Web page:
German lawmakers slam Turkey for alleged spying on colleague
BERLINGerman lawmakers have voiced anger at claims that Turkey is spying on a fellow member of parliament.
The caucus leader of the Social Democratic Party, Thomas Oppermann, said it was “absolutely unacceptable” that lawmaker Michelle Müntefering “appeared on a list” that the Turkish National Intelligence Agency (MİT) handed to the German Federal Intelligence Service (BND).
German media reported that Müntefering appeared under the heading “centers of power and non-governmental organizations” on a list of people and groups allegedly linked to the movement of the U.S.-based Islamic preacher Fethullah Gülen, widely believed to have been behind the July 15, 2016 failed coup attempt.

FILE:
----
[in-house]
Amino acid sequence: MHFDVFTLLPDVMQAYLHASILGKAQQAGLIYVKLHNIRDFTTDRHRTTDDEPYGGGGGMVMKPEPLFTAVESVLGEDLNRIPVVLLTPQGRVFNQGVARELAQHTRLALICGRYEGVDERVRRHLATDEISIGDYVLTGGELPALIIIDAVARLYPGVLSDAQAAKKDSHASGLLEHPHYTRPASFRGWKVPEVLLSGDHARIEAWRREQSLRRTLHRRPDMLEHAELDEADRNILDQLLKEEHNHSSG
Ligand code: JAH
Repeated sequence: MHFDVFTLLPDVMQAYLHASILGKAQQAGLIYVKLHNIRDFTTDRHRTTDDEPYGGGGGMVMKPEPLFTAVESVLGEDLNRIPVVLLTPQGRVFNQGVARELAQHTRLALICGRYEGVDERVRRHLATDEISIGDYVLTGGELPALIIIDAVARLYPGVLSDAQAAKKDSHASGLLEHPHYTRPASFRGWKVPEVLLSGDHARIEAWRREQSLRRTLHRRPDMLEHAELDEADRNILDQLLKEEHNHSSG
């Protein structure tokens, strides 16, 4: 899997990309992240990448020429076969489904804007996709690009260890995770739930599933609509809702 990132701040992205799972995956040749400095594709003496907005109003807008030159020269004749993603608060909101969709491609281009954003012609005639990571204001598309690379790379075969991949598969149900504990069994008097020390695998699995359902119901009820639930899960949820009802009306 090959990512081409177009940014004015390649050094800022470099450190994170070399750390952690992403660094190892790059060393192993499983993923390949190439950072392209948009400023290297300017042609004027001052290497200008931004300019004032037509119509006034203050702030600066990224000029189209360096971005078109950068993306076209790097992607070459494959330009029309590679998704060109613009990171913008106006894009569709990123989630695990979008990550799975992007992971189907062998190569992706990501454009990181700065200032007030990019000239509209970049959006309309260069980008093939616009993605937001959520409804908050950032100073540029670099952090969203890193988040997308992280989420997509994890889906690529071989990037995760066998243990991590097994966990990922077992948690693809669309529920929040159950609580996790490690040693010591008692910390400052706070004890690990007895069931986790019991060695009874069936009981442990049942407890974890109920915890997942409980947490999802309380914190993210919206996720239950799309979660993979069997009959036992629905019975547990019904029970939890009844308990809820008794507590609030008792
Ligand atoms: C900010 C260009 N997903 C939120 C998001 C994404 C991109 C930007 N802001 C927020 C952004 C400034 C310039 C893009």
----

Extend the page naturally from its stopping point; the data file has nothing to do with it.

Oppermann said in a statement on March 29 that “the Turkish government must immediately stop this spying.”
“A line has clearly been crossed,” said Müentefering, who chairs the German-Turkish parliamentary group.
German prosecutors are probing claims that MİT has been spying on 300 alleged members of the Fethullahist Terrorist Organization (FETÖ).
“These measures by the Turkish government once more show the attempt to suppress critical views,” she said in a statement.
“I stand for dialogue and clear language, with the most varied and difficult dialogue partners at home and abroad,” she said.
Süddeutsche Zeitung, NDR and WDR on March 28 said MİT had carried out spying activities and presented the information it gathered to BND at the Munich Security Conference in 2016.
According to the reports, some 300 Gülenists living in Germany and nearly 200 schools and similar institutions affiliated to the group were on MİT’s list. The list allegedly included the addresses, mobile and landline numbers, and secretly taken photos of those suspected of being Gülenists.